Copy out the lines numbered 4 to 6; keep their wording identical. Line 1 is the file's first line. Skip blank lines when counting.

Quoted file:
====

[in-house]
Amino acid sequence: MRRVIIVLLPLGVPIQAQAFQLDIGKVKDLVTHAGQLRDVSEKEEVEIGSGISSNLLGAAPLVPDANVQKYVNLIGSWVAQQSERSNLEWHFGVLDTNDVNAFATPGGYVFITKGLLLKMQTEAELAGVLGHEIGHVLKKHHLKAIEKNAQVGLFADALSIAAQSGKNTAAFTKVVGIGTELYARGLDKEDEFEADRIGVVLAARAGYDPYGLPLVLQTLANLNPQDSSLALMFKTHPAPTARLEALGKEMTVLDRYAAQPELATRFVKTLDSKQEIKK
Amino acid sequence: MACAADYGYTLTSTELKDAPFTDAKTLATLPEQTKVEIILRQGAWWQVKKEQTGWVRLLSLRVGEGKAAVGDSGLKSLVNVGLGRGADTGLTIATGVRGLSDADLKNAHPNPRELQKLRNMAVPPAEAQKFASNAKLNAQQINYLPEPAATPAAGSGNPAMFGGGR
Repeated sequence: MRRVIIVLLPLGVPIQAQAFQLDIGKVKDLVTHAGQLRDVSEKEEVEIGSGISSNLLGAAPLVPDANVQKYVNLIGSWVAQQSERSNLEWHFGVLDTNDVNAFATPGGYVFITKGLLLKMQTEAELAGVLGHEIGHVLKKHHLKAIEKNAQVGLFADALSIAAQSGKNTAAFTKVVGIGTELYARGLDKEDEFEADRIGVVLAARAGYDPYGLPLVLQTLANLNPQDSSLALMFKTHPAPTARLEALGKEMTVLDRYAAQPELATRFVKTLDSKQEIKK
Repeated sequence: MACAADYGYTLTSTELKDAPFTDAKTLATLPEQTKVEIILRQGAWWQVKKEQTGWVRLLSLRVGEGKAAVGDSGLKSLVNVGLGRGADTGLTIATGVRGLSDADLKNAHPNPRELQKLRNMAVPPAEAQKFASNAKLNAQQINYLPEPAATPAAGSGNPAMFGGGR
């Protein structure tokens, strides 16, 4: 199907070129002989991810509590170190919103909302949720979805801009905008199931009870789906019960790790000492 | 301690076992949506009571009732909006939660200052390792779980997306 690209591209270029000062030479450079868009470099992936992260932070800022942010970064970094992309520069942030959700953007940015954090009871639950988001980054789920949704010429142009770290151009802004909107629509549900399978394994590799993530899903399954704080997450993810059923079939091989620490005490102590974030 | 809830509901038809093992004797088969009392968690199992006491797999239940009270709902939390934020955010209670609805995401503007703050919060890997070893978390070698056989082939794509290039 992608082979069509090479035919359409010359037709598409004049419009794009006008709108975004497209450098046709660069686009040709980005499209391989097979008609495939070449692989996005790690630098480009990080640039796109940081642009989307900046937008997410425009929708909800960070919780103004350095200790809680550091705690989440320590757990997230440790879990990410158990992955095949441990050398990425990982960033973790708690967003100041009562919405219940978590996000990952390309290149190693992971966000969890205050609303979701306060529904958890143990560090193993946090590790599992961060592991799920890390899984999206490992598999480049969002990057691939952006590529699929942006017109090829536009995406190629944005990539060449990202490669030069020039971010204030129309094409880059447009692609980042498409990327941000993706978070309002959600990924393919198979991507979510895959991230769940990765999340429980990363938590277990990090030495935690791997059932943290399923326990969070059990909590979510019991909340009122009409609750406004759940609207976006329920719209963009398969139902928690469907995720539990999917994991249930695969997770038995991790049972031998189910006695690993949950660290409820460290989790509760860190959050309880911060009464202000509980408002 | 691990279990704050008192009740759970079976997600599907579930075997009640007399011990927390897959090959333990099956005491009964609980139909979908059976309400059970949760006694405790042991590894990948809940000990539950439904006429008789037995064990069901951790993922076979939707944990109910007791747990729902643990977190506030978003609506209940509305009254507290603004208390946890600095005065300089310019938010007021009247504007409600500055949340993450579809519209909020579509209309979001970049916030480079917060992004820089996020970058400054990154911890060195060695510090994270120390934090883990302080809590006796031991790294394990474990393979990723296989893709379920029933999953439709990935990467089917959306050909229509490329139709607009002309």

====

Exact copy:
Repeated sequence: MRRVIIVLLPLGVPIQAQAFQLDIGKVKDLVTHAGQLRDVSEKEEVEIGSGISSNLLGAAPLVPDANVQKYVNLIGSWVAQQSERSNLEWHFGVLDTNDVNAFATPGGYVFITKGLLLKMQTEAELAGVLGHEIGHVLKKHHLKAIEKNAQVGLFADALSIAAQSGKNTAAFTKVVGIGTELYARGLDKEDEFEADRIGVVLAARAGYDPYGLPLVLQTLANLNPQDSSLALMFKTHPAPTARLEALGKEMTVLDRYAAQPELATRFVKTLDSKQEIKK
Repeated sequence: MACAADYGYTLTSTELKDAPFTDAKTLATLPEQTKVEIILRQGAWWQVKKEQTGWVRLLSLRVGEGKAAVGDSGLKSLVNVGLGRGADTGLTIATGVRGLSDADLKNAHPNPRELQKLRNMAVPPAEAQKFASNAKLNAQQINYLPEPAATPAAGSGNPAMFGGGR
């Protein structure tokens, strides 16, 4: 199907070129002989991810509590170190919103909302949720979805801009905008199931009870789906019960790790000492 | 301690076992949506009571009732909006939660200052390792779980997306 690209591209270029000062030479450079868009470099992936992260932070800022942010970064970094992309520069942030959700953007940015954090009871639950988001980054789920949704010429142009770290151009802004909107629509549900399978394994590799993530899903399954704080997450993810059923079939091989620490005490102590974030 | 809830509901038809093992004797088969009392968690199992006491797999239940009270709902939390934020955010209670609805995401503007703050919060890997070893978390070698056989082939794509290039 992608082979069509090479035919359409010359037709598409004049419009794009006008709108975004497209450098046709660069686009040709980005499209391989097979008609495939070449692989996005790690630098480009990080640039796109940081642009989307900046937008997410425009929708909800960070919780103004350095200790809680550091705690989440320590757990997230440790879990990410158990992955095949441990050398990425990982960033973790708690967003100041009562919405219940978590996000990952390309290149190693992971966000969890205050609303979701306060529904958890143990560090193993946090590790599992961060592991799920890390899984999206490992598999480049969002990057691939952006590529699929942006017109090829536009995406190629944005990539060449990202490669030069020039971010204030129309094409880059447009692609980042498409990327941000993706978070309002959600990924393919198979991507979510895959991230769940990765999340429980990363938590277990990090030495935690791997059932943290399923326990969070059990909590979510019991909340009122009409609750406004759940609207976006329920719209963009398969139902928690469907995720539990999917994991249930695969997770038995991790049972031998189910006695690993949950660290409820460290989790509760860190959050309880911060009464202000509980408002 | 691990279990704050008192009740759970079976997600599907579930075997009640007399011990927390897959090959333990099956005491009964609980139909979908059976309400059970949760006694405790042991590894990948809940000990539950439904006429008789037995064990069901951790993922076979939707944990109910007791747990729902643990977190506030978003609506209940509305009254507290603004208390946890600095005065300089310019938010007021009247504007409600500055949340993450579809519209909020579509209309979001970049916030480079917060992004820089996020970058400054990154911890060195060695510090994270120390934090883990302080809590006796031991790294394990474990393979990723296989893709379920029933999953439709990935990467089917959306050909229509490329139709607009002309």